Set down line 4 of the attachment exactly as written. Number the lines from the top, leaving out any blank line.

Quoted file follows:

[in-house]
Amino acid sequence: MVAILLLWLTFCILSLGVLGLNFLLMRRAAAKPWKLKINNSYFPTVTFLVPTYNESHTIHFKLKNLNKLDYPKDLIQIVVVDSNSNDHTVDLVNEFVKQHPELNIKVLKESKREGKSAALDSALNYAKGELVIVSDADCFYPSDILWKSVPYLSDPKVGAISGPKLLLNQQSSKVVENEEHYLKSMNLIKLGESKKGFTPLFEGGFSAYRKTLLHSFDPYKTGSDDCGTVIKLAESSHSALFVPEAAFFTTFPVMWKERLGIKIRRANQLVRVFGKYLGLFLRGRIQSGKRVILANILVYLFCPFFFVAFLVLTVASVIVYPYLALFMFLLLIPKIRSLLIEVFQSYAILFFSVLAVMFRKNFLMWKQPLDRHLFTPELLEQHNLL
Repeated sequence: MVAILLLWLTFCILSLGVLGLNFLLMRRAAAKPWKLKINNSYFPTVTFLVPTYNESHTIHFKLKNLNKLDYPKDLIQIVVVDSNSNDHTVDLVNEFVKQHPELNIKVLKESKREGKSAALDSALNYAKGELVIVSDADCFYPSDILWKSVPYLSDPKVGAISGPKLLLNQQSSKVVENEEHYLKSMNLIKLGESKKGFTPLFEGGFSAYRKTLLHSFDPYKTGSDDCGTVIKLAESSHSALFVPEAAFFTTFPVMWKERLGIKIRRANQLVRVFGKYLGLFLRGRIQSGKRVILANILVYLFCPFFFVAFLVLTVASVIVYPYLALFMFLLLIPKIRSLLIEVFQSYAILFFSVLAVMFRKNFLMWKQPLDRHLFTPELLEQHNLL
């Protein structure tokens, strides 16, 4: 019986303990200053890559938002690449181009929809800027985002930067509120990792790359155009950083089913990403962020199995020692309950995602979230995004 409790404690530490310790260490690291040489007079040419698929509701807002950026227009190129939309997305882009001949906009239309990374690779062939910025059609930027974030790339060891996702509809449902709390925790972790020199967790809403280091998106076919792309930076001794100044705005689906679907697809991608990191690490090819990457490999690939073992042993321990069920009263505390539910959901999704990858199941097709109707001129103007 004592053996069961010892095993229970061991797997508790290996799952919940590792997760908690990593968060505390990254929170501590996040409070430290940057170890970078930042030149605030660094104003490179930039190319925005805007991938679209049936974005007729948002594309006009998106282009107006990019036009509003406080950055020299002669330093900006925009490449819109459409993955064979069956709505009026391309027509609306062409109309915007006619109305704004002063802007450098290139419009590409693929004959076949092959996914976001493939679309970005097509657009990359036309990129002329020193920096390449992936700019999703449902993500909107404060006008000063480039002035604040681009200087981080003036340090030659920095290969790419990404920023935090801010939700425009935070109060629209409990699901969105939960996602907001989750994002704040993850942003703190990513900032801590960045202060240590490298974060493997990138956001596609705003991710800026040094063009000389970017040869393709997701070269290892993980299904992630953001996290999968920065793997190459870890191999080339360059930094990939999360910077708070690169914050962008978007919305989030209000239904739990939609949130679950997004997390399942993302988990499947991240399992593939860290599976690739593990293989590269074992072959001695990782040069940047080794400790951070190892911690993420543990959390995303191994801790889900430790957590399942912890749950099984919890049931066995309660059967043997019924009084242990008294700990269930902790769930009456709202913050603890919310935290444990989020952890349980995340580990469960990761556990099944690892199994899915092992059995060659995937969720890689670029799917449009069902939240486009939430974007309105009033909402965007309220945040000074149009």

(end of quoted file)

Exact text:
């Protein structure tokens, strides 16, 4: 019986303990200053890559938002690449181009929809800027985002930067509120990792790359155009950083089913990403962020199995020692309950995602979230995004 409790404690530490310790260490690291040489007079040419698929509701807002950026227009190129939309997305882009001949906009239309990374690779062939910025059609930027974030790339060891996702509809449902709390925790972790020199967790809403280091998106076919792309930076001794100044705005689906679907697809991608990191690490090819990457490999690939073992042993321990069920009263505390539910959901999704990858199941097709109707001129103007 004592053996069961010892095993229970061991797997508790290996799952919940590792997760908690990593968060505390990254929170501590996040409070430290940057170890970078930042030149605030660094104003490179930039190319925005805007991938679209049936974005007729948002594309006009998106282009107006990019036009509003406080950055020299002669330093900006925009490449819109459409993955064979069956709505009026391309027509609306062409109309915007006619109305704004002063802007450098290139419009590409693929004959076949092959996914976001493939679309970005097509657009990359036309990129002329020193920096390449992936700019999703449902993500909107404060006008000063480039002035604040681009200087981080003036340090030659920095290969790419990404920023935090801010939700425009935070109060629209409990699901969105939960996602907001989750994002704040993850942003703190990513900032801590960045202060240590490298974060493997990138956001596609705003991710800026040094063009000389970017040869393709997701070269290892993980299904992630953001996290999968920065793997190459870890191999080339360059930094990939999360910077708070690169914050962008978007919305989030209000239904739990939609949130679950997004997390399942993302988990499947991240399992593939860290599976690739593990293989590269074992072959001695990782040069940047080794400790951070190892911690993420543990959390995303191994801790889900430790957590399942912890749950099984919890049931066995309660059967043997019924009084242990008294700990269930902790769930009456709202913050603890919310935290444990989020952890349980995340580990469960990761556990099944690892199994899915092992059995060659995937969720890689670029799917449009069902939240486009939430974007309105009033909402965007309220945040000074149009």